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Planting cover crops could feed, weed plot for next year

For all practical purposes, we are coming to the end of the gardening season. The plants will go on until there is a killing frost, but we are losing so much heat and daylight now that the chances of getting much riper are waning. It’s time for fall cleanup.

Pulling out the spent plants is going to leave a lot of bare soil exposed to erosion, nutrient loss and invasions from enterprising weeds over the winter. An easy way to reduce all three of these issues is to plant cover crops in any of your bare vegetable beds.

Cover crops are a seed or seeds planted after the main crop is harvested and intentionally plowed under or cut down before the next crop is planted in the spring. Another name for this is green manure cropping.

Farmers use cover crops as a way to add organic matter and nutrients back into the soil and to shade out any weeds that pop up. An added benefit to covering the soil is the reduction of soil erosion by wind and water. We’ve all seen how hard it can rain and blow here, and a lot of that moving soil ends up in our streams and lakes.

Now is a good time to plant cover crops in your gardens. We’ve had some good rains to replenish the soil moisture and the soil will be warm enough to germinate seed for another month to six weeks.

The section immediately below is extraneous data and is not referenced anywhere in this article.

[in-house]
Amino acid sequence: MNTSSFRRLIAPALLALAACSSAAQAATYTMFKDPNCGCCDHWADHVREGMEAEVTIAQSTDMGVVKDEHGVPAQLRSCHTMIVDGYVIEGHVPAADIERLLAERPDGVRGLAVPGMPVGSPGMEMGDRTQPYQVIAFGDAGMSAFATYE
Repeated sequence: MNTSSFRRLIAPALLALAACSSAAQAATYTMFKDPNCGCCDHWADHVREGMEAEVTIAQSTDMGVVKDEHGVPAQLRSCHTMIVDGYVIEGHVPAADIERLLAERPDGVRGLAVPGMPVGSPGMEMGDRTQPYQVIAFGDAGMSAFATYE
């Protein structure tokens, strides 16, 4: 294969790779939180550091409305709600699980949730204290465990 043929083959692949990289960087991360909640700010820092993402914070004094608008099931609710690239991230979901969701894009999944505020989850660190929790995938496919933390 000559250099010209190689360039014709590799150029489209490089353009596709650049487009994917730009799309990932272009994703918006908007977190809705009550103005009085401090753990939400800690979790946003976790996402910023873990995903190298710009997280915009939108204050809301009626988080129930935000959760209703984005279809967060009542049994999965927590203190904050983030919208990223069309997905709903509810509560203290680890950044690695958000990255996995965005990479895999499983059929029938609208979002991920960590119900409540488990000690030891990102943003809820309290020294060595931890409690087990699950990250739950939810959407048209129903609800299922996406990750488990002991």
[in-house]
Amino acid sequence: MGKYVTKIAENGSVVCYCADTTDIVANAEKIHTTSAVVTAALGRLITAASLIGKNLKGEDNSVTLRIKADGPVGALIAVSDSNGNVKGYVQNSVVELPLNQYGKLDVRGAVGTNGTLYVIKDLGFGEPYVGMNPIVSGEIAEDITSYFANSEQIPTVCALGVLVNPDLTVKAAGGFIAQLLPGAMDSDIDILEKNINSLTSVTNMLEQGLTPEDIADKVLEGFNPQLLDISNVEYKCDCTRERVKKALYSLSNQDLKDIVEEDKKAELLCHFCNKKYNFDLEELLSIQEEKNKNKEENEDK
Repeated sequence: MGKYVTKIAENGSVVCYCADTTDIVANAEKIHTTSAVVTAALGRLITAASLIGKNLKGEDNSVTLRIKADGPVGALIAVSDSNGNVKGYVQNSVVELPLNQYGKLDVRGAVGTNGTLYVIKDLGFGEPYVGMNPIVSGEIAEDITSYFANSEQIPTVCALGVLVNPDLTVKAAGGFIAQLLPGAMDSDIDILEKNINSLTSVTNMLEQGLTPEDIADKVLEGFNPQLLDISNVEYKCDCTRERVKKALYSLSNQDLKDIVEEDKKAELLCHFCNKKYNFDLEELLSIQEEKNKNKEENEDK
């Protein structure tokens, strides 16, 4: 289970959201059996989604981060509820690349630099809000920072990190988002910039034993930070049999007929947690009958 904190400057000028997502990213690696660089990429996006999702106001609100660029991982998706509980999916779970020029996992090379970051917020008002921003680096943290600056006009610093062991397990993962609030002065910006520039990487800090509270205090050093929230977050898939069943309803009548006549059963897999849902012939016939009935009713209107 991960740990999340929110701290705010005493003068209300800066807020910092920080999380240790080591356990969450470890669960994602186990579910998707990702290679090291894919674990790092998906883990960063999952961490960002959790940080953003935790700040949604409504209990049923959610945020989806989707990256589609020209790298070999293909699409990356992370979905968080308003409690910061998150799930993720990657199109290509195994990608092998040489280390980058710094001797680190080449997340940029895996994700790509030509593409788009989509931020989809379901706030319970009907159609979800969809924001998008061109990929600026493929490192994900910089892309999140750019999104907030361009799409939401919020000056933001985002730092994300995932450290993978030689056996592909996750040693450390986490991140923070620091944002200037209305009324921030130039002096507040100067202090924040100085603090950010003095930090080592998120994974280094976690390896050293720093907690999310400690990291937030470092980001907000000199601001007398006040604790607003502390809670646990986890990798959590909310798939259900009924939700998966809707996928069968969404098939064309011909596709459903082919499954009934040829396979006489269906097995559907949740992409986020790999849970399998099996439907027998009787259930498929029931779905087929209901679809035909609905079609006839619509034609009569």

To prepare your beds, remove spent plants and rake or till the soil smooth. Using a hand-crank fertilizer spreader set for the proper seed size, go over your plot twice at 90-degree angles. This spreads the seed evenly. Lightly rake the seed in and then tamp it with a rake or lawn roller and water lightly. Water lightly for a few weeks if we don’t get any rain. The crop should emerge within a couple of weeks.

Crops typically used for cover crops include cereal rye and other grains, clovers, vetch, mustards, Austrian field peas and blends of these. Grains are used to add organic material to the soil, while clovers, vetch and field peas, all legumes, will also fix nitrogen in the soil. By some measures they add enough nitrogen to the soil to replace one application later. Mustards add organic matter and, with several years of use, possibly inhibit weeds.

One challenge in our area is that a lot of cover crops will be killed in an average winter here. The killed residue, however, will continue to provide soil protection through the winter and the dead material will add organic material and nutrients when it’s turned under in the spring.

One of the best cover crop mixes for our area is a combination of cereal rye and Austrian field peas. In a mild winter with some snow cover, they are likely to survive and will continue growing in the spring until they are turned under. If they are killed, they still leave the ground covered.

Pat Munts is a Master Gardener who has gardened the same acre in Spokane Valley for 30 years. She can be reached by e-mail at pat@